even though I grew up cbc (canadian born chinese), cooking cantonese always seemed so technical and intimidating, until I realized that it can actually be pretty simple.
sure, some dishes can have a lot of components, but simple dishes are really simple. and that’s how my mom likes her food. hot and simple.
once I figured out that all it takes is a hot wok, I mean screaming hot, and a little flick of the wrist (practice makes perfect with uncooked rice in a pan), I knew how to make food that she’d truly enjoy.
one upside of it being the dead of winter is that it’s also citrus season!!! from pomelos to clementines, blood oranges to navel, we’ve got some beautiful, tropical imports that remind us that there’s still colour in the world. this slaw uses one of my favourite citrus fruits - pomelo! it’s a sweeter, milder grapefruit that’s less bitter. combine that with easily available winter veg and a dressing that’s shelf stable for a week, and you’ve got an easy, healthy option for lunch or dinner. for added protein, toss in some cooked chicken.
I have to pay homage to the thai-viet restaurant I worked at in montreal for this one, restaurant hà. this salmon is so damn flavourful, you’ll be shocked at how incredibly simple it is to make. the main ingredient is store bought tom yum paste (yes, I actually cheat sometimes), which you can usually find in the sauce or canned goods section of an asian market, or in the international aisle of a larger grocery chain. the salmon is even a bit forgiving when overcooked (but it won’t be!) as the decadent and luscious coconut sauce pairs beautifully coated on the fish. it’s a stellar contrast between vibrant and delicate flavours all in one bite!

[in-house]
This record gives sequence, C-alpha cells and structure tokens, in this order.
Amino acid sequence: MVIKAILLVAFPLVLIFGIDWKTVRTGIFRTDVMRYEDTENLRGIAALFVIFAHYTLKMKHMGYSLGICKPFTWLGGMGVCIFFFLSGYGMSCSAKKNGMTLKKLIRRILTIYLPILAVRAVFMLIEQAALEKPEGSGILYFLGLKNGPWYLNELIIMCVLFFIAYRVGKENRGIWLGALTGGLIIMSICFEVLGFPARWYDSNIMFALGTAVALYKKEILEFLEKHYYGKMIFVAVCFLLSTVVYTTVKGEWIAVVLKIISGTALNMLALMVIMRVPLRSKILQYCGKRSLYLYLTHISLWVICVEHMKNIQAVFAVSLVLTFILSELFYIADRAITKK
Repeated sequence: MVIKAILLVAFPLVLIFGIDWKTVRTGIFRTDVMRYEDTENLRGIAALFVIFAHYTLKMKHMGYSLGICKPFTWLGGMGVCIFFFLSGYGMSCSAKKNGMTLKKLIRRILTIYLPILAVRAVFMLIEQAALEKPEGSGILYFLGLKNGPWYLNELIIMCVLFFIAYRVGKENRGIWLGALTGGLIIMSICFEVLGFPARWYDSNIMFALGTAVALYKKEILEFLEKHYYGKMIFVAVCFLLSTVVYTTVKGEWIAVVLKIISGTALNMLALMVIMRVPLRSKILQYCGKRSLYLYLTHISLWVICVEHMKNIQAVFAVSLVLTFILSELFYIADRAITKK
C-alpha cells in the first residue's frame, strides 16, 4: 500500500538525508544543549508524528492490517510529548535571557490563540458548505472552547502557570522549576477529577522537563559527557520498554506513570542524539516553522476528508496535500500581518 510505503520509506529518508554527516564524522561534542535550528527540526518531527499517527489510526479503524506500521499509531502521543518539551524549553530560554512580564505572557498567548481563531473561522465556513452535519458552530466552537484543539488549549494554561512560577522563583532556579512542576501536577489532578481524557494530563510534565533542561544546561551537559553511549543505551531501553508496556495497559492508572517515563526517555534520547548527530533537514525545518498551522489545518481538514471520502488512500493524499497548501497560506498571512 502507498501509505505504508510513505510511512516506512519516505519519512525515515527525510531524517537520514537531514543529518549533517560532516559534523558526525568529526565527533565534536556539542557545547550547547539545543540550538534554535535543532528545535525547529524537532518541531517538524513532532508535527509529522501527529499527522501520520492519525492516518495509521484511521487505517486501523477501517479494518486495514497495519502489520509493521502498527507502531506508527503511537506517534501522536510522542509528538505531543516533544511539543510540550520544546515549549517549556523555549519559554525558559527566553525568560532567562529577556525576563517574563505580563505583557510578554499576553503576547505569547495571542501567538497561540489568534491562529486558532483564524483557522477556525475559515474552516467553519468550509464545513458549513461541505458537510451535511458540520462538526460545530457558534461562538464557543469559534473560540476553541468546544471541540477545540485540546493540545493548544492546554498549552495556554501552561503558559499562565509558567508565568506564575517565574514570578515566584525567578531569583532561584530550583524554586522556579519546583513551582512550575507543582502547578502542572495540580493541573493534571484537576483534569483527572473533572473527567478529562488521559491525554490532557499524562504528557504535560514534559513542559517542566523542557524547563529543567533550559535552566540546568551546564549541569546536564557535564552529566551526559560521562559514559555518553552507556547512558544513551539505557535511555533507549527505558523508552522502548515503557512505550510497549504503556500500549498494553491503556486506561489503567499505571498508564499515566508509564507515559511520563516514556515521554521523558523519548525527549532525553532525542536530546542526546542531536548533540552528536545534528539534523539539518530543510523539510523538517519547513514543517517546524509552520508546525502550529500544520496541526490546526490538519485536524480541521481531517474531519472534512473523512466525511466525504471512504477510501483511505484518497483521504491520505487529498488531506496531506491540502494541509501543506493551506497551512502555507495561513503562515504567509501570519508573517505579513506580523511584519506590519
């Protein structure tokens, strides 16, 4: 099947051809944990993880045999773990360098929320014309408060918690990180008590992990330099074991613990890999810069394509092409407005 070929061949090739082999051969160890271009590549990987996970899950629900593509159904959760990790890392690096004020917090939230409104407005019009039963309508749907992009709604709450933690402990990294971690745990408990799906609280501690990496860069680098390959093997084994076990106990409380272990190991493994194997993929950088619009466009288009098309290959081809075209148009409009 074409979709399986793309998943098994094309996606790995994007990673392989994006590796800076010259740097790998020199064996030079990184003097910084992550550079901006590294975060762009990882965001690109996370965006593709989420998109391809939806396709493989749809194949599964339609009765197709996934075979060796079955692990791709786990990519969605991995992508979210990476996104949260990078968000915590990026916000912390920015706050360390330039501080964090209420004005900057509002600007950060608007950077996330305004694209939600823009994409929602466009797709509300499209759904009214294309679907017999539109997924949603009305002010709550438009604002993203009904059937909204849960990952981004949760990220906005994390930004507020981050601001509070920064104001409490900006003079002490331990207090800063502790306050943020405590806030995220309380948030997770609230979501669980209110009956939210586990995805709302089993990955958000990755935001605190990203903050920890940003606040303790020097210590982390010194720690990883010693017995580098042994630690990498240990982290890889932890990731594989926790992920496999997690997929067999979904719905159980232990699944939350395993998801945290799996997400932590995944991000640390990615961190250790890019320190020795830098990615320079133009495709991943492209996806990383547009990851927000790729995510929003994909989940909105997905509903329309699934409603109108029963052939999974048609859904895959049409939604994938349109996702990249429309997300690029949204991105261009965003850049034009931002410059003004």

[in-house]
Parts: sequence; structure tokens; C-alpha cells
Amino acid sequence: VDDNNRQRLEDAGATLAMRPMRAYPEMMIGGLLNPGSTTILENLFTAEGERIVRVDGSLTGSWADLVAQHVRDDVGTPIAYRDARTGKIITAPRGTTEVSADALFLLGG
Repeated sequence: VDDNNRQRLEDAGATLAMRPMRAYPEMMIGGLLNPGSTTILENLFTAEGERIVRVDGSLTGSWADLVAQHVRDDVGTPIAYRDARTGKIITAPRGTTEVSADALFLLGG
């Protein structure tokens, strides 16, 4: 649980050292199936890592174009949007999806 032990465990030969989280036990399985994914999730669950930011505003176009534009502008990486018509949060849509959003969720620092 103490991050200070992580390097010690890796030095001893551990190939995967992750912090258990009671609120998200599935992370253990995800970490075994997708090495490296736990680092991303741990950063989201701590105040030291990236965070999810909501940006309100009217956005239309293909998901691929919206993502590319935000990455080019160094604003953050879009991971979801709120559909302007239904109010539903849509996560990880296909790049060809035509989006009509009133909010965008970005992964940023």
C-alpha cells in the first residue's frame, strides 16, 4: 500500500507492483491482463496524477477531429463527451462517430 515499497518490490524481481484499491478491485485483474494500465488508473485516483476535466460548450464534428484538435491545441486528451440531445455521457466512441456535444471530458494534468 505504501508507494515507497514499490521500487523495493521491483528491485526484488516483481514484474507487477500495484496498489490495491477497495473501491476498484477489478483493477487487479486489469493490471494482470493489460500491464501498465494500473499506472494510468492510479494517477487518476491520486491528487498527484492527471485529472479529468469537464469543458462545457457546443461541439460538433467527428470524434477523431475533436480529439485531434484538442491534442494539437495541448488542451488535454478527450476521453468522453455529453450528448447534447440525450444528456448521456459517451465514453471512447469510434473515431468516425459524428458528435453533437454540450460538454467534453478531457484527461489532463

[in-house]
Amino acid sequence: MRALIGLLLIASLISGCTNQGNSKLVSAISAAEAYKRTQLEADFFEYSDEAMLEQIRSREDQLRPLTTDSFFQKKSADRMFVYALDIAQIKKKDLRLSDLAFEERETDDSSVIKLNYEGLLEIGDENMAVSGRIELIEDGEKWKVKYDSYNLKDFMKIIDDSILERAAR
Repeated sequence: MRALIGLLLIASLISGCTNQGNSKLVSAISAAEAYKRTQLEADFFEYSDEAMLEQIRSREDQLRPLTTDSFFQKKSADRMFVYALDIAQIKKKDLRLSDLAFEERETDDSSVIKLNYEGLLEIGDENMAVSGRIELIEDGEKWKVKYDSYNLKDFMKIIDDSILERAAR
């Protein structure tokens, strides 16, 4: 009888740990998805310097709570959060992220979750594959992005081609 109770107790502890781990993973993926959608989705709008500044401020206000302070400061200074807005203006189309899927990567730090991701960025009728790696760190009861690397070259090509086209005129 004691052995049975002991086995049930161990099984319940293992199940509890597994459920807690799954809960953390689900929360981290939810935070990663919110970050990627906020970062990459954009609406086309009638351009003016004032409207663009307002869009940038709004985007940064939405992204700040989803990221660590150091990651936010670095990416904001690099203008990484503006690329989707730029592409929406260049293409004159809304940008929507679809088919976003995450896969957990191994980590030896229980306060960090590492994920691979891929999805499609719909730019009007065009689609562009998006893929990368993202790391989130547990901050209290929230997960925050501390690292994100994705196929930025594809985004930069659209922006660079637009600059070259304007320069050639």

growing up in canada, I never understood why my friends were disgusted by tofu. but then I realized that their version of tofu was often flavourless, dry, and firm. the tofu I grew up with was always a massive flavour bomb - this silky, soft vessel used for absorbing velvety, meaty sauce, turning any bowl of plain white rice, into the ultimate comfort food. reid was a tofu convert when he first ate this, and I think you will be too. the chili bean paste (doubanjiang) and the black bean paste can be found at your local chinese supermarket in the sauce aisle.
your mind will be blown the first time you make fresh curry paste. pounding each ingredient in the mortar and pestle and smelling the wafting perfumes that are released is absolutely intoxicating. even if you don’t have a mortar and pestle, the satisfaction of making fresh curry paste from your food processor, blender, whatever it may be, is well worth the effort. your curry will turn out more fragrant, flavourful, and luscious, plus, you can freeze portions of it for a quick weeknight meal! this does require some ingredient hunting, but most of it can be found at your local asian market. if you’re okay with store bought paste, skip to part 2 of the recipe for instructions. serve with steamed white rice, or try our coconut rice for some extra richness.